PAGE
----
Armed with a long squeegee, Camilla Shaffer cleans the torrent of mud that lines her garden in the forest village of Felton. Not without weariness: it is already the third time in two weeks that his house has been flooded, due to the series of storms currently battering California.
“I’m so angry, it just makes me want to cry,” the 59-year-old Briton told AFP, tired in her muddy boots.
Just days after clearing her porch, she already has to start all over again. And while the majority of his upstairs belongings are protected, the furniture in his art studio downstairs is good for the dumpster.
In Felton, a small town of 4,500 souls, nestled in the middle of mountains populated by redwoods on the coast south of San Francisco, the inhabitants thought they were used to the mood swings of the San Lorenzo River.
The torrent has overflowed its bed several times over the past decade.
But this time, their nerves are put to the test: in local memory, the village had never experienced such frequency, nor such intensity.
Since Christmas, eight storms in a row have swept through California, fed by “atmospheric rivers”, real rivers of the sky, capable of transporting enormous quantities of water from the tropics.
As a result, several areas of Felton woke up with their feet in the water on New Year’s Day. Before suffering a second flood on Monday, and yet another on Saturday.
“Three times in two weeks, it’s crazy,” says Kevin Smith.
A native of the area, this big guy of 35 years recently bought his parents’ wooden house, very close to the river.
In his garage, the mark left by the water at the beginning of the week is close to his head.
“Monday was the worst flood in 40 years,” breathes this car restorer. A report confirmed by the neighborhood and the local media.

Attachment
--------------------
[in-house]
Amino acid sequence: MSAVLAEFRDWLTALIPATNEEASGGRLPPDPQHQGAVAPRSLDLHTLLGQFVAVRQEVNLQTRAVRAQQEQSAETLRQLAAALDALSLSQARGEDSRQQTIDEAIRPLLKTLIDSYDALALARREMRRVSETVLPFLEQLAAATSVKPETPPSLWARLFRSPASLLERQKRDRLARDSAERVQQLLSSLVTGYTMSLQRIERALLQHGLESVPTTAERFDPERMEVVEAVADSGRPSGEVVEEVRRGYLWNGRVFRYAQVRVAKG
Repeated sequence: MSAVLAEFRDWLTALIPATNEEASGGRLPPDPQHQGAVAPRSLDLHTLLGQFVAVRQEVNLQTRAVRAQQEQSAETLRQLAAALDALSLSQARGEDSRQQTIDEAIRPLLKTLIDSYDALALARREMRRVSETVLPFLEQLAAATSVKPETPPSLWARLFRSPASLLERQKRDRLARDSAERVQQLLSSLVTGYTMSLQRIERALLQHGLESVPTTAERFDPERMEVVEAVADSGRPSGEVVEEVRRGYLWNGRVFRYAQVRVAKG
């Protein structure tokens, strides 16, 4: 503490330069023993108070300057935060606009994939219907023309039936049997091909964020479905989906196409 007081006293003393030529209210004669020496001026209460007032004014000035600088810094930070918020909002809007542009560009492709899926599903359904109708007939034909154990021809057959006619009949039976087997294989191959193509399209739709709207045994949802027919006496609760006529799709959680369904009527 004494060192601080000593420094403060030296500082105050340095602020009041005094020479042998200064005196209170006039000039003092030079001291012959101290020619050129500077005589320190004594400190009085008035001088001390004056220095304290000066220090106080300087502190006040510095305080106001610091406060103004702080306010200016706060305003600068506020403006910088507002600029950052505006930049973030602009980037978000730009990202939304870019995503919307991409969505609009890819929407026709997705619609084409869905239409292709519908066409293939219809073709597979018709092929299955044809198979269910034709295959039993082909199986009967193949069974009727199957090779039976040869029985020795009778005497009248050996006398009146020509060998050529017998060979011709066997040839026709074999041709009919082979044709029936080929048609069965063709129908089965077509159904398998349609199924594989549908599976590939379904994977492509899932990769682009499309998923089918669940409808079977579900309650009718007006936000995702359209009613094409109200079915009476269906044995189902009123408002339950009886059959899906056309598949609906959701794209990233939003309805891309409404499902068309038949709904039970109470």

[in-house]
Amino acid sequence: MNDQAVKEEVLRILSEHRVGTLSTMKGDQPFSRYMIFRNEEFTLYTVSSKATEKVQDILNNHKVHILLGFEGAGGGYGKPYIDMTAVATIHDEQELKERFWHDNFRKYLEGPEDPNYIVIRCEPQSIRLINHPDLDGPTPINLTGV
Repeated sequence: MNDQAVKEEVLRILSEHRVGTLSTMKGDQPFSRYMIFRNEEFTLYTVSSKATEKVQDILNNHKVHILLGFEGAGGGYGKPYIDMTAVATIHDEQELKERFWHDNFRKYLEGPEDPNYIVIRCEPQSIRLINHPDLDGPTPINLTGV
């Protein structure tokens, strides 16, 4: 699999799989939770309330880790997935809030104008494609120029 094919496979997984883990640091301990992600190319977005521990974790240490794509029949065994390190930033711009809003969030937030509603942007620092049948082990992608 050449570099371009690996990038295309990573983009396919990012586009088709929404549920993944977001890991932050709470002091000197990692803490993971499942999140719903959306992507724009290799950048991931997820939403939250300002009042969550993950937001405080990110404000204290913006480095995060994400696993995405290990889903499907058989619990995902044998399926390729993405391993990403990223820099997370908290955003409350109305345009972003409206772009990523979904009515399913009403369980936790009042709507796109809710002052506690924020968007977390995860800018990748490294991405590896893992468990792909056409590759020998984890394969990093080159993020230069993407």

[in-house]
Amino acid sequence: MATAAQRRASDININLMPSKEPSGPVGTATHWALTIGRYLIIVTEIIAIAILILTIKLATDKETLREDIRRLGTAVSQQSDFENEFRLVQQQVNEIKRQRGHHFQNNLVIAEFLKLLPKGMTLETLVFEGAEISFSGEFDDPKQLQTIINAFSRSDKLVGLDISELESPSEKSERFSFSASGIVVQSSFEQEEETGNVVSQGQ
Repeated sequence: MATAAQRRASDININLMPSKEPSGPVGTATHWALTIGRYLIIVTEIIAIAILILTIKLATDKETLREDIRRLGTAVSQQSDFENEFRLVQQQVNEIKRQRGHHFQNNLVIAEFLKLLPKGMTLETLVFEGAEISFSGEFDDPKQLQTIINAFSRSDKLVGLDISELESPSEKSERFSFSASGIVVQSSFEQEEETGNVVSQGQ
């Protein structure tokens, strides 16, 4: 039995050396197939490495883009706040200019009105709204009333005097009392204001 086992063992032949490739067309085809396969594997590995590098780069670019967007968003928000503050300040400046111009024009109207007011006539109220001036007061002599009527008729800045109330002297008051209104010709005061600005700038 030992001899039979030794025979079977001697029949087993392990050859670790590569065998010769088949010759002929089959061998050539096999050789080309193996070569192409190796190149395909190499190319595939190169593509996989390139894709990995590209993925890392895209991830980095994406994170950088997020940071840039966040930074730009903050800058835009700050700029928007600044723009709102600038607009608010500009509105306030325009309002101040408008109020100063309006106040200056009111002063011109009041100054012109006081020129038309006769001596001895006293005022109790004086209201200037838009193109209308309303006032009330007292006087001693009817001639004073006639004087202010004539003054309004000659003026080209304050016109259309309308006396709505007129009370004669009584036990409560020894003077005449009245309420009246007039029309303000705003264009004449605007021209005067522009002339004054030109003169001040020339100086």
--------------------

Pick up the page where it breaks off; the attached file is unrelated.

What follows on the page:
– “New normal” –
If it is difficult to establish a direct link between these storms in series — which have killed at least 19 people in California — and climate change, scientists regularly explain that warming increases the frequency and intensity of the phenomena. extreme weather.
And in Felton, where sofas, rugs, trash cans and chests of drawers still sit erratically in some sodden streets, we fear that this dark series will foreshadow a dark future.
“I hope this isn’t the new normal,” sighs Melissa Foley, pushing a wheelbarrow full of cleaning kits donated by the Red Cross, which she distributes to her neighbours.
Like many riverside residents, the 44-year-old ecologist lives in a two-storey house, “able to withstand a flood like it happens every 100 years” and had raised most of her belongings before the floods.
“We knew what we were signing up for when buying here,” explains this trail-running enthusiast, too much in love with her life in the forest to think of leaving.
But for the less well-off, the floods of the last few days are truly catastrophic. Caught between the river and another creek that sprouted out of its bed, Amberlee Galvin and her mother saw the water rise to the ceiling of their ground floor “in the space of 10 minutes” on Monday, and even go upstairs, lower than elsewhere.
“We were rescued by a neighbor in a canoe,” says the 23-year-old cook.
Dryer, bathroom, his brother’s bedroom: the lower level is completely devastated and still filled with toxic water, because the river carried gasoline, the contents of the sewers and other chemicals. An interior wall was also seriously damaged.
Enough to push the local authorities to declare the building at least temporarily uninhabitable, pending further examination.
“The insurance does not want to cover us,” the young woman blanched. “If we can’t live here anymore, we might have to move somewhere really cheaper, like Texas.”